(d) Rav Ashi proves from Rebbi Meir's ruling - that a husband cannot annul his wife's Nedarim after nightfall, irrespective of his motives for not annulling them. And the Rabbanan clearly agree with Rebbi Meir in principle, only arguing here because he was not aware that he could annul them.

***** Hadran Alach Na'arah ha'Me'urasah *****

***** Perek ve'Eilu Nedarim *****




(a) The Tana permits a husband to annul Nidrei Inuy Nefesh. He mentions as examples, (washing and) Kishut - which means a Neder forbidding herself to wear make-up on her face.

(b) Rebbi Yossi maintains that Kishut does not fall under the category of Inuy Nefesh - but it does fall under the category of Devarim she'Beino le'Veinah (as we shall see in the Sugya).

(c) The Rabbanan will agree with Rebbi Yossi - when it comes to Nedarim forbidding Kishut on the lower part of her body.

(a) We learn from the Pasuk "Bein Ish le'Ishto, Bein Av le'Vito" - that a husband and a father are permitted to annul Nedarim that effect themselves personally.

(b) Initially, we explain that the Tana of our Mishnah only mentions Nidrei Inuy Nefesh, and not Nedarim she'Beino le'Veinah - because he only mentions those Nedarim whose Hafarah is permanent, but Nedarim she'Beino le'Veinah, whose Hafarah ceases to be effective the moment the husband divorces her (to remain in effect even in the event of his re-marrying her).

(c) Rebbi Yochanan ben Nuri in a Mishnah later, permits a husband to annul his wife's Neder when she declares 'Konem she'Ani Osah le'Ficha' - to prevent a situation in which he divorces her, the Neder becomes effective and he is unable to re-marry her.

(d) This proves - that the husband's Hafarah of Nedarim she'Beino le'Veinah, which becomes ineffective after he divorces her, come back into effect he re-marries her (disproving our initial explanation of the difference between Nidrei Inuy Nefesh, and Nedarim she'Beino le'Veinah).

9) We finally ascribe the difference between Nidrei Inuy Nefesh (which are mentioned in our Mishnah), and Nedarim she'Beino le'Veinah, which are not - to the fact that the latter are effective permanently, whereas the former cease to be effective in a case where her husband divorced her, and someone else married her.


(a) 'Im Erchatz' referred to in our Mishnah is not per se, a Lashon of Neder. The case cannot be when the woman said 'Konem Peiros Olam Alai im Erchatz' - because, based on the theory that not bathing is not considered Inuy Nefesh, why should a husband be permitted to annul such a Neder? Let her not bathe, and she will not become forbidden to eat fruit.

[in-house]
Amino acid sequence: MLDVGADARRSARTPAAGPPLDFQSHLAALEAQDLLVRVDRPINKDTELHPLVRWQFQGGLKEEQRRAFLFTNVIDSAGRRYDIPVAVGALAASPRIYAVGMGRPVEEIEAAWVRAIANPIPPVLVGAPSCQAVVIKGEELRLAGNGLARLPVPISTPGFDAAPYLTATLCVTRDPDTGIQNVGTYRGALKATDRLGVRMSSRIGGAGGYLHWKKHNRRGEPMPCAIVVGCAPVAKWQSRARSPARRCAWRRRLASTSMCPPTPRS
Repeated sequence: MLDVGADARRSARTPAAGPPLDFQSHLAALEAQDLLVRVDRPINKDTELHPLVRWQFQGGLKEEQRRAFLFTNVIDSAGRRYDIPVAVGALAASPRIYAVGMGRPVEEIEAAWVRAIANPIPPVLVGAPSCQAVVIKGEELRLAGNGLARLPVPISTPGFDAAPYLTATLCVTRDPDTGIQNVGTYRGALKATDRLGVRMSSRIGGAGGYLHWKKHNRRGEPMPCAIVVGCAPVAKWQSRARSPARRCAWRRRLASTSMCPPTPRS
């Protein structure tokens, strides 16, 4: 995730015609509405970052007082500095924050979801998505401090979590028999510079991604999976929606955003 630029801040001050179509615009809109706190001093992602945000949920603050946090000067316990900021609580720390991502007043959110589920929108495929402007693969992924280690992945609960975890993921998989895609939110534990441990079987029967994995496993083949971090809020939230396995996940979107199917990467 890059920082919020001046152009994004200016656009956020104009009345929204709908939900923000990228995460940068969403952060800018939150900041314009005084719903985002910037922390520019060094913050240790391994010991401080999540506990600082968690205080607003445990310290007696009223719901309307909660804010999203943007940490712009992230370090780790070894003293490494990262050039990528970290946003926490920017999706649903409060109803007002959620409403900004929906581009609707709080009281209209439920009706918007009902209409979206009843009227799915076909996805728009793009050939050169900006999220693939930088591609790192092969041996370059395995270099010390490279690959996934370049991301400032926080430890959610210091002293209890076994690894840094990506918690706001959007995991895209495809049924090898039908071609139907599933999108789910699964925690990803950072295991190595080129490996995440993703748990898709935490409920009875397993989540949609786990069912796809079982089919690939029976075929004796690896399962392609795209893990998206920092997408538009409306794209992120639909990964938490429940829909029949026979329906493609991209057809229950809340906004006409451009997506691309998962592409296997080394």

(b) We think that Rechitzah is not considered Nidrei Inuy Nefesh - because if it was, the Tana should have made not bathing the Neder, not the condition.

(a) We learned in 'Eilu Mutarin' that if someone says 'Konem Einai be'Sheinah ha'Yom Im Ishan le'Machar, Al Yishan ha'Yom' - because people are not particular about the condition (like they are about the Neder itself). Consequently, we are afraid that the Noder may sleep tomorrow, automatically causing himself to have contravened his Neder (by having slept today).

(b) In spite of that, we ask here 'Lo Tirchatz, ve'Lo Litseran Peiros Olam Alah'? (without fear that here too, she will not pay heed to the condition and bathe, causing her to contravene her Neder) - because since she did not say 'me'ha'Yom', she will not have contravened the Neder automatically, until she eats fruit after taking a bath.

(c) The Kashya 've'Od be'Ha Leima Rebbi Yossi, Ein Eilu Nidrei Inuy Nefesh?' appears to clash with the first Kashya (where we were not in the least worried that she might bathe and become forbidden to eat). However - we are not asking on the Din of Rebbi Yossi, but on his Lashon. Since he did not say 'Ein Yachol Lehafer Mishum Nidrei Inuy Nefesh', but 'Ein Eilu Nidrei Inuy Nefesh', he seems to agree with the Tana Kama's suspicion that she might bathe and become forbidden to eat fruit. That being the case, how can he deny that this is considered Inuy Nefesh?